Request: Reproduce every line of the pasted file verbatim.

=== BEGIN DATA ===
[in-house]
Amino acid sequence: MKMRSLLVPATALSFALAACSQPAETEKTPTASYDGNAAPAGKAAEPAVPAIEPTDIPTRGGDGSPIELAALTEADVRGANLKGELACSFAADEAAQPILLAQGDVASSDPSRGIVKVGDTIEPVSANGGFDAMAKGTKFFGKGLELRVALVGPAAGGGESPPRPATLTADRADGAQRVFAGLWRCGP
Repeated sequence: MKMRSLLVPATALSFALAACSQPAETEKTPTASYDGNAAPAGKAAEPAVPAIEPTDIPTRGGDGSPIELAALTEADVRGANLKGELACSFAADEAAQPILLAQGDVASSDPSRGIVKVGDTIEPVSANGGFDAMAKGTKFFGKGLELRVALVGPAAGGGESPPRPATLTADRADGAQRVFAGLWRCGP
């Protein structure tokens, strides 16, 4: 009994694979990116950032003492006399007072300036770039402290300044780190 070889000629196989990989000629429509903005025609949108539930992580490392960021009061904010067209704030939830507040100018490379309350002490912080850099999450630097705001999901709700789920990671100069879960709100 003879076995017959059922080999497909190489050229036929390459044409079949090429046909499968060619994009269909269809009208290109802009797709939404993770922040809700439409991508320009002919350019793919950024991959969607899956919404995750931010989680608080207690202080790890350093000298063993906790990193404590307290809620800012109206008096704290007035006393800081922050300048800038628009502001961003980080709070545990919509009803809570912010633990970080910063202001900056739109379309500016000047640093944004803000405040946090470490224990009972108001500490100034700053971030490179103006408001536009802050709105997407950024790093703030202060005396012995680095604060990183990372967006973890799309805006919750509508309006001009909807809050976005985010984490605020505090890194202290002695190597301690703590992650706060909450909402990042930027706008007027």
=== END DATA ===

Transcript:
[in-house]
Amino acid sequence: MKMRSLLVPATALSFALAACSQPAETEKTPTASYDGNAAPAGKAAEPAVPAIEPTDIPTRGGDGSPIELAALTEADVRGANLKGELACSFAADEAAQPILLAQGDVASSDPSRGIVKVGDTIEPVSANGGFDAMAKGTKFFGKGLELRVALVGPAAGGGESPPRPATLTADRADGAQRVFAGLWRCGP
Repeated sequence: MKMRSLLVPATALSFALAACSQPAETEKTPTASYDGNAAPAGKAAEPAVPAIEPTDIPTRGGDGSPIELAALTEADVRGANLKGELACSFAADEAAQPILLAQGDVASSDPSRGIVKVGDTIEPVSANGGFDAMAKGTKFFGKGLELRVALVGPAAGGGESPPRPATLTADRADGAQRVFAGLWRCGP
């Protein structure tokens, strides 16, 4: 009994694979990116950032003492006399007072300036770039402290300044780190 070889000629196989990989000629429509903005025609949108539930992580490392960021009061904010067209704030939830507040100018490379309350002490912080850099999450630097705001999901709700789920990671100069879960709100 003879076995017959059922080999497909190489050229036929390459044409079949090429046909499968060619994009269909269809009208290109802009797709939404993770922040809700439409991508320009002919350019793919950024991959969607899956919404995750931010989680608080207690202080790890350093000298063993906790990193404590307290809620800012109206008096704290007035006393800081922050300048800038628009502001961003980080709070545990919509009803809570912010633990970080910063202001900056739109379309500016000047640093944004803000405040946090470490224990009972108001500490100034700053971030490179103006408001536009802050709105997407950024790093703030202060005396012995680095604060990183990372967006973890799309805006919750509508309006001009909807809050976005985010984490605020505090890194202290002695190597301690703590992650706060909450909402990042930027706008007027």